Strengthening resilience in borderlands communities in the Horn of Africa

  • Client: Pact Kenya
  • Location: Kenya’s borders with Somalia, Ethiopia and Uganda

The challenge : Strengthening resilience in Kenya’s complex borderlands regions

State borders and the borderlands that surround them are vulnerable to a multitude of stresses – from armed conflict, drought, political transition to mass displacement. Such areas can exist in a near-permantent state of unpredictable tensions, amidst a struggle of interests, actors, dynamics and networks. For the people who live there, the threats to life and livelihoods are many.

Complex environments such as these also make life extremely difficult for policymakers and implementers. Identifing promising interventions and entry points is hard. Even more challenging is to understand the wider impacts of such initiatives beyond the narrow confines of their core aims.

The development organisation Pact implement a number of cross-border programmes in Kenya designed to strengthen peace and stability: PEACEIII funded by USAID, as well as the EU-funded SEEK and RASMI. Beyond the impenetrable acronyms and lengthy logframes, anecdotal evidence had emerged of wider benefits for the communities they support. The critical question arising is whether these stories of improved resilience could be supported by clear evidence. And if the evidence existed, what were the implications for cross-border programming?

The development organisation Pact implement a number of cross-border programmes in Kenya designed to strengthen peace and stability.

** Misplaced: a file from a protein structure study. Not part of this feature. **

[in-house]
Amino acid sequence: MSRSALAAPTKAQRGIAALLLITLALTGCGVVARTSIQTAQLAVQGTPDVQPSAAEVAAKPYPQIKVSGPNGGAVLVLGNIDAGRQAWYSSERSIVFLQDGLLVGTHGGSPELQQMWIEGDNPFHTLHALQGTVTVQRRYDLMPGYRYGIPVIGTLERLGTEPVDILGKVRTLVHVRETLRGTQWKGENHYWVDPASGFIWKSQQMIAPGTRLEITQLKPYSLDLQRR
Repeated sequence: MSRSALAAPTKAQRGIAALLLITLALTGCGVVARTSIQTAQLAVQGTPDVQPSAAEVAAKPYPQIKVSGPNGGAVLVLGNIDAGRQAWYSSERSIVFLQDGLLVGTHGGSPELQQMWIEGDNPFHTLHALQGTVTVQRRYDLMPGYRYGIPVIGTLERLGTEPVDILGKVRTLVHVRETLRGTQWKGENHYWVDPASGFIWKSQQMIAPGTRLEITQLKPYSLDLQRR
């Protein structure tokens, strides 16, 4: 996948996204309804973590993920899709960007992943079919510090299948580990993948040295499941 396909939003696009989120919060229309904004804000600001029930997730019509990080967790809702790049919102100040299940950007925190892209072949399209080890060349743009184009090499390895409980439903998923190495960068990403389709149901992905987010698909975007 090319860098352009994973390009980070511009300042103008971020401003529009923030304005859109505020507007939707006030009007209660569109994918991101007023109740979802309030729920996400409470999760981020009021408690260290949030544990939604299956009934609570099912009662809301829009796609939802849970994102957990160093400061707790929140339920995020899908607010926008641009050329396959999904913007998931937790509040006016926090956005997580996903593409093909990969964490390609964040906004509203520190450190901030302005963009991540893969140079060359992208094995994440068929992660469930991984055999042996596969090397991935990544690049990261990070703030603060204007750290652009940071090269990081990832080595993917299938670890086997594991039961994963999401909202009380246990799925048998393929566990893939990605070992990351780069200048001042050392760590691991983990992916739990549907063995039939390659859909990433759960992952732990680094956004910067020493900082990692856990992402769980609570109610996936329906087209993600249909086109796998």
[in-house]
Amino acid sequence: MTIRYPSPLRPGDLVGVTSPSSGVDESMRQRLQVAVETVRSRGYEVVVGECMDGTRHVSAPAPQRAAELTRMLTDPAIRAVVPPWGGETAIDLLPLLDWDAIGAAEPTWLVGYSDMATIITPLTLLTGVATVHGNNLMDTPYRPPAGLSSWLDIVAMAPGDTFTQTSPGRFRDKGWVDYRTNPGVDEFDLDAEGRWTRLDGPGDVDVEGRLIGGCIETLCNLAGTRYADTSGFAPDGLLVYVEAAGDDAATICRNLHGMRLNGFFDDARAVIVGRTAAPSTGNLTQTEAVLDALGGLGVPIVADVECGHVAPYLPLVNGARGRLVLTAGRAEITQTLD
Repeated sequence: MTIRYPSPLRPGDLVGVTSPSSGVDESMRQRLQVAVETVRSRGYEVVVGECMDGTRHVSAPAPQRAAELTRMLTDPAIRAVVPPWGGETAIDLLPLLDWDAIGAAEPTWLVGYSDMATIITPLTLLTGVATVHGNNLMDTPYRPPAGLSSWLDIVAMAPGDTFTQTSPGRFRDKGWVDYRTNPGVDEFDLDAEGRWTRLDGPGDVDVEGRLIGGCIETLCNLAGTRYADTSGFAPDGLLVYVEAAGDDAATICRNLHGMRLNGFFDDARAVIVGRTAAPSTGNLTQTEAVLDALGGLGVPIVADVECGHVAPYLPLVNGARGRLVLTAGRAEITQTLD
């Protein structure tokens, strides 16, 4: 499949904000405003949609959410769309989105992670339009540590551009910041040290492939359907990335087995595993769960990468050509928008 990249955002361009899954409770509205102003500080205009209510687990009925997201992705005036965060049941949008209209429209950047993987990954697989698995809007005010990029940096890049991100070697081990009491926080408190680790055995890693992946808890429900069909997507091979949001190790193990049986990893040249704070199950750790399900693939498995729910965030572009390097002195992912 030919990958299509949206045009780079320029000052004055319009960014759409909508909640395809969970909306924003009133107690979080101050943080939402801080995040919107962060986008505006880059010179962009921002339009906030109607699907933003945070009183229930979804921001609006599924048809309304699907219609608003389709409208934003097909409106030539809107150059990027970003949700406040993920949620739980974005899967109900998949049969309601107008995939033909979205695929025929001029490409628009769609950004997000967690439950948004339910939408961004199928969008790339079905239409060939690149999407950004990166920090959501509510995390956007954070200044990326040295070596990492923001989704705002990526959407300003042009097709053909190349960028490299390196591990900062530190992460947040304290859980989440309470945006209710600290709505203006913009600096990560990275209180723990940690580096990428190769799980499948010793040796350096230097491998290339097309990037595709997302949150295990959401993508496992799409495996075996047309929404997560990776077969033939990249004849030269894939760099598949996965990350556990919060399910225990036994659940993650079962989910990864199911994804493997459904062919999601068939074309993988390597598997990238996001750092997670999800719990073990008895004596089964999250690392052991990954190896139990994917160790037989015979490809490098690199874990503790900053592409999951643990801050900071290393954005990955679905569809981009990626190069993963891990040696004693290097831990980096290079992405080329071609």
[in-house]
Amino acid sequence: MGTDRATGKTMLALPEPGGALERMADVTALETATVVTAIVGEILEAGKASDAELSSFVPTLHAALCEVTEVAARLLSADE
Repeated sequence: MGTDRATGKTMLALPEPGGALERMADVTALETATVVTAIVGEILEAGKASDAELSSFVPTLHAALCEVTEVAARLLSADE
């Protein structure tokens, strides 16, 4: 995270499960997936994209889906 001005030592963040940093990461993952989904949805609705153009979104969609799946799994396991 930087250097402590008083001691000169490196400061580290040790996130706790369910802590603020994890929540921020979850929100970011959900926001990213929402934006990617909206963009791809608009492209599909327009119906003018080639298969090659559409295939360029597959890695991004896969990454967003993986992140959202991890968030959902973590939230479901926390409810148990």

Our work : Examining the nexus between peacebuilding and resilience

Wasafiri has been working to understand and tackle conflict ecosystems in East Africa for over a decade. We were commissioned by Pact to look into the stories of change emerging from their programming with three particular objectives;

1. To advance a theoretical framework through which resilience in cross-border or borderlands settings can be examined.

2. To identify those outcomes of Pact’s cross-border work which have strengthened various forms of community resilience in Kenya’s border zones.

3. To assess how integrated and adaptive programming can strengthen the resilience of borderlands communities.

In response, we employed a variety of participatory, ethnographic, and system-based approaches across three very different contexts; Kenya’s Turkana county and Uganda’s Karamoja region, the border between Lamu county and Somalia’s Ras Kamboni district, and Moyale, which straddles the Kenya-Ethiopia border.

The outcome : The case for integrated, adaptive initiatives to strengthen local resilience

Our work revealed the highly political nature of living and working in the borderlands, in that communities exist within a messy system of competing political, economic and social dynamics that constantly threaten to disrupt progress towards greater stability.

By extension, we found that resilience toward conflict and insecurity, economic or environmental shocks could not be understood in isolation – to do so is to impose false and dangerous dichotomies – and nor should they be approached in programmatic silos.

We found six key factors supporting (or undermining) resilience for borderlands communities; cross-border trade; border security; natural resource management; centre-periphery politics; cross-border social networks; and the presence of border-adjacent infrastructure and state services. We also found that these factors coalesced in crucial feedback loops which could strengthen various forms of resilience.

This led us to conclude that there was truth to the stories we had heard; that there are strong, well-evidenced arguments for better, more integrated programming, founded upon peacebuilding, and which stand to improve life for people living in East Africa’s borderlands.

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